Event

Teaching and Learning Strategic Management Accounting as a Social Science

  • Wed 8 Jun 22

    14:00 - 16:00

  • Online

    Join this seminar

  • Event speaker

    Professor Chandana Alawattage, Adam Smith Business School

  • Event type

    Lectures, talks and seminars
    Essex Accounting Centre (EAC) Research Seminar Series

  • Event organiser

    Essex Business School

  • Contact details

    Dr Chaoyuan She

The aim of the Essex Accounting Centre (EAC) research seminar series is to support our world-class research activities in five key areas: accounting and global development; capital Markets, audit, regulation & reporting; publicness and resilience, precarity, exclusion & social justice; and environment, climate change & vulnerability. The seminar series is also expected to promote inter-disciplinary research that links the work of members of the centre with others both within the university and with external institutions.

Seminar abstract

With discourses such as decolonising accounting curriculum, incorporating sustainability issues, and dealing with the ever globalising and neo-liberalising global political-economic order, there is a necessity to see the possibilities of teaching/learning accounting as a social science capable of engaging with social and ecological justice issues. This is a challenging desire given the pragmatic constraints that we, as accounting academics, face in balancing between the ‘practicist epistemology’ and ‘liberal epistemology’ of accounting education. We have competing demands of teaching ‘techno-managerial’ elements of our subject, on the one hand, and to go beyond that technicality to uplift our subject into the status of social science that many other university disciplines embrace and enjoy, on the other. Taking the subject of strategic management accounting as a specific case here and drawing upon Deleuze and Guattari’s theoretical notions of assemblages, lines, rhizomes, and arborescent structures, this paper aims at providing an epistemological basis for a critical social-justice-oriented system of learning/teaching management accounting. It provides a theoretically informed conceptual schema to locate techno-managerial and calculative elements of ‘strategising’ in its broader political-economic and historical context so that our students would be able to de- and reterritorialise management accounting thought from its conventional arborescent structures of understanding management accounting practices. Students need to understand and appreciate the broader and evolving political-economic logics of the calculations and rationalisations they carry out in the name of strategic management accounting.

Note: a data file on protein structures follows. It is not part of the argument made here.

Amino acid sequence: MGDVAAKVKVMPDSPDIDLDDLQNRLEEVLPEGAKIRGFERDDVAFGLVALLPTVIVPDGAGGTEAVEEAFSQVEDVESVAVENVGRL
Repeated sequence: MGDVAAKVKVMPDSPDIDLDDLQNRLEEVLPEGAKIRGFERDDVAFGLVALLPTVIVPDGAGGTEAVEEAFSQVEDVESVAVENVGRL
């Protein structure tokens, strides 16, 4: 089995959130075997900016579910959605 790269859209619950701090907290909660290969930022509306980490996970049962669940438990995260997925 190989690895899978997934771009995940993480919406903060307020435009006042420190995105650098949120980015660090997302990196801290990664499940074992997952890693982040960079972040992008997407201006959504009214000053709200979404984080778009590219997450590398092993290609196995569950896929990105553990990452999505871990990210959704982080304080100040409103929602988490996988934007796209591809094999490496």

How to attend this seminar

This seminar is free to attend with no need to register in advance.

We welcome you to join us online on Wednesday 8 June at 2pm

 

Speaker bio

 Professor Chandana Alawattage

Professor Chandana Alawattage joined the Adam Smith Business School as a Professor of Accounting in September 2019. Before coming to Glasgow, he was the Chair in Accounting at the University of Aberdeen Business School.

He has experience of teaching and research in accounting and related subjects for more than 20 years now. Chandana is internationally known as a critical accounting scholar through his publications in leading accounting journals, such as: Accounting, Organisations, and Society (AOS), Critical perspectives on Accounting (CPA) and Accounting, Auditing and Accountability Journal (AAAJ). Well-received academic texts include: “Strategizing management accounting: liberal origins and neoliberal trends” (2019) and “Management accounting change: approaches and perspectives” (2007).

Among many other themes, he has published extensively on the issues pertaining to how western managerial and development discourses implicate on the polities, societies and the economies of the peripheral nations, and how people in peripheral nations accommodate and resist such discourses.

His research has interesting ethnographic insights into the ways in which the dialectic between the global discourses and local practices takes place. He has extensively drawn on Marxist and post-Marxist social theories to theorise the connections between the global and the local.

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